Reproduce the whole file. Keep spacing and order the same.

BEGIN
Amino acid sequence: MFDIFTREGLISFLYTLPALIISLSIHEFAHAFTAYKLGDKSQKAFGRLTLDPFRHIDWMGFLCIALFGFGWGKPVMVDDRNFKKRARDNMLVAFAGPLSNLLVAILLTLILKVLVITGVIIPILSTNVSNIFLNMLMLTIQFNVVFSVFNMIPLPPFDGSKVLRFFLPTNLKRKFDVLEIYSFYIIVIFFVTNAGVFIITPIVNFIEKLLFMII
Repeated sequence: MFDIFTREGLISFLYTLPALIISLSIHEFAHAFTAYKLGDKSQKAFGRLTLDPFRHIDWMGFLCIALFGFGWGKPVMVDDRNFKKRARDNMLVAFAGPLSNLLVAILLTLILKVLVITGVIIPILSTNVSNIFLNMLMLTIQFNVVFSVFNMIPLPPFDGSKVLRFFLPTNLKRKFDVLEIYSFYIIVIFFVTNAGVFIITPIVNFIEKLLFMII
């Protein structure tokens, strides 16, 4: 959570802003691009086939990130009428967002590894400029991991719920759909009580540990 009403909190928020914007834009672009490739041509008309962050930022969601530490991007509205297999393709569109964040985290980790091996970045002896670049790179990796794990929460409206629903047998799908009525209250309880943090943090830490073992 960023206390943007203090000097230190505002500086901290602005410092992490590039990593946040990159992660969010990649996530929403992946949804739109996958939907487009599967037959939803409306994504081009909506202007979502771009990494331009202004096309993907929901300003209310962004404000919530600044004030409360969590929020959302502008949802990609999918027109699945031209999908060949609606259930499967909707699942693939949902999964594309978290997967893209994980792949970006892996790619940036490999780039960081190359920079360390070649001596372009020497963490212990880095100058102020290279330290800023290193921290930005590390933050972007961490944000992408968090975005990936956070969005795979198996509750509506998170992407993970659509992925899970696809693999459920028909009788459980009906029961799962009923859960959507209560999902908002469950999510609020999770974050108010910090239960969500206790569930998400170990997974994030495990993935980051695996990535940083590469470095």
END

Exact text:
Amino acid sequence: MFDIFTREGLISFLYTLPALIISLSIHEFAHAFTAYKLGDKSQKAFGRLTLDPFRHIDWMGFLCIALFGFGWGKPVMVDDRNFKKRARDNMLVAFAGPLSNLLVAILLTLILKVLVITGVIIPILSTNVSNIFLNMLMLTIQFNVVFSVFNMIPLPPFDGSKVLRFFLPTNLKRKFDVLEIYSFYIIVIFFVTNAGVFIITPIVNFIEKLLFMII
Repeated sequence: MFDIFTREGLISFLYTLPALIISLSIHEFAHAFTAYKLGDKSQKAFGRLTLDPFRHIDWMGFLCIALFGFGWGKPVMVDDRNFKKRARDNMLVAFAGPLSNLLVAILLTLILKVLVITGVIIPILSTNVSNIFLNMLMLTIQFNVVFSVFNMIPLPPFDGSKVLRFFLPTNLKRKFDVLEIYSFYIIVIFFVTNAGVFIITPIVNFIEKLLFMII
């Protein structure tokens, strides 16, 4: 959570802003691009086939990130009428967002590894400029991991719920759909009580540990 009403909190928020914007834009672009490739041509008309962050930022969601530490991007509205297999393709569109964040985290980790091996970045002896670049790179990796794990929460409206629903047998799908009525209250309880943090943090830490073992 960023206390943007203090000097230190505002500086901290602005410092992490590039990593946040990159992660969010990649996530929403992946949804739109996958939907487009599967037959939803409306994504081009909506202007979502771009990494331009202004096309993907929901300003209310962004404000919530600044004030409360969590929020959302502008949802990609999918027109699945031209999908060949609606259930499967909707699942693939949902999964594309978290997967893209994980792949970006892996790619940036490999780039960081190359920079360390070649001596372009020497963490212990880095100058102020290279330290800023290193921290930005590390933050972007961490944000992408968090975005990936956070969005795979198996509750509506998170992407993970659509992925899970696809693999459920028909009788459980009906029961799962009923859960959507209560999902908002469950999510609020999770974050108010910090239960969500206790569930998400170990997974994030495990993935980051695996990535940083590469470095």